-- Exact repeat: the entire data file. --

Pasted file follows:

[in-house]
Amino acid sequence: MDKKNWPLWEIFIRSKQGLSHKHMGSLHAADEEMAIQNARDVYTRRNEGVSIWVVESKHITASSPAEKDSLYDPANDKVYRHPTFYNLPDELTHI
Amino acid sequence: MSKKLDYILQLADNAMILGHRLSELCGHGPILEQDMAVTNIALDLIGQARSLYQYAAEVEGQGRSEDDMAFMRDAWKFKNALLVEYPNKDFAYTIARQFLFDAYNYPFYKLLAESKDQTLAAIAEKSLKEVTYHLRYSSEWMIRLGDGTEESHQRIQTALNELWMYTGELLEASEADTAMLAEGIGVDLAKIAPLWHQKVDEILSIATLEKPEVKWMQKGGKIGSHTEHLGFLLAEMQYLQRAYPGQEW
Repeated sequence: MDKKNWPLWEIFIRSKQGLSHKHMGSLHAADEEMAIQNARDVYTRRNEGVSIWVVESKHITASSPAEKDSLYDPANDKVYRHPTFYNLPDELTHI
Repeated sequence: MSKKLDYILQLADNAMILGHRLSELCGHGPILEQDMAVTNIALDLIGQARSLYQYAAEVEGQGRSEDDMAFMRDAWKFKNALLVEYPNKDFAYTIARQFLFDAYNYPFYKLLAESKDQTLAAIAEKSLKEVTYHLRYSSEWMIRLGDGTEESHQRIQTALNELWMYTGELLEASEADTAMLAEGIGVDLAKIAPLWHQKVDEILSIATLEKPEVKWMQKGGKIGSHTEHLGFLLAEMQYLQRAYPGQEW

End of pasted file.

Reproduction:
[in-house]
Amino acid sequence: MDKKNWPLWEIFIRSKQGLSHKHMGSLHAADEEMAIQNARDVYTRRNEGVSIWVVESKHITASSPAEKDSLYDPANDKVYRHPTFYNLPDELTHI
Amino acid sequence: MSKKLDYILQLADNAMILGHRLSELCGHGPILEQDMAVTNIALDLIGQARSLYQYAAEVEGQGRSEDDMAFMRDAWKFKNALLVEYPNKDFAYTIARQFLFDAYNYPFYKLLAESKDQTLAAIAEKSLKEVTYHLRYSSEWMIRLGDGTEESHQRIQTALNELWMYTGELLEASEADTAMLAEGIGVDLAKIAPLWHQKVDEILSIATLEKPEVKWMQKGGKIGSHTEHLGFLLAEMQYLQRAYPGQEW
Repeated sequence: MDKKNWPLWEIFIRSKQGLSHKHMGSLHAADEEMAIQNARDVYTRRNEGVSIWVVESKHITASSPAEKDSLYDPANDKVYRHPTFYNLPDELTHI
Repeated sequence: MSKKLDYILQLADNAMILGHRLSELCGHGPILEQDMAVTNIALDLIGQARSLYQYAAEVEGQGRSEDDMAFMRDAWKFKNALLVEYPNKDFAYTIARQFLFDAYNYPFYKLLAESKDQTLAAIAEKSLKEVTYHLRYSSEWMIRLGDGTEESHQRIQTALNELWMYTGELLEASEADTAMLAEGIGVDLAKIAPLWHQKVDEILSIATLEKPEVKWMQKGGKIGSHTEHLGFLLAEMQYLQRAYPGQEW